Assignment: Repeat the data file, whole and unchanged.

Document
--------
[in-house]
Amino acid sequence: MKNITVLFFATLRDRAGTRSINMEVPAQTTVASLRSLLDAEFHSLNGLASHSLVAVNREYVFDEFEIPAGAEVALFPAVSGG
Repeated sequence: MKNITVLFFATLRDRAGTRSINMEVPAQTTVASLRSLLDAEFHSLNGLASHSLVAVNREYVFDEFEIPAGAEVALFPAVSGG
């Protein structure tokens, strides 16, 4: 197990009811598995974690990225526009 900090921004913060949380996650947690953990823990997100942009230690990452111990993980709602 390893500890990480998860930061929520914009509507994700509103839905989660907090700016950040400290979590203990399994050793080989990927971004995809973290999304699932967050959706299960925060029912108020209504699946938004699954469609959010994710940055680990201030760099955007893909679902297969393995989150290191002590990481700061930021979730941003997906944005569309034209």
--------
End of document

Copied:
[in-house]
Amino acid sequence: MKNITVLFFATLRDRAGTRSINMEVPAQTTVASLRSLLDAEFHSLNGLASHSLVAVNREYVFDEFEIPAGAEVALFPAVSGG
Repeated sequence: MKNITVLFFATLRDRAGTRSINMEVPAQTTVASLRSLLDAEFHSLNGLASHSLVAVNREYVFDEFEIPAGAEVALFPAVSGG
């Protein structure tokens, strides 16, 4: 197990009811598995974690990225526009 900090921004913060949380996650947690953990823990997100942009230690990452111990993980709602 390893500890990480998860930061929520914009509507994700509103839905989660907090700016950040400290979590203990399994050793080989990927971004995809973290999304699932967050959706299960925060029912108020209504699946938004699954469609959010994710940055680990201030760099955007893909679902297969393995989150290191002590990481700061930021979730941003997906944005569309034209």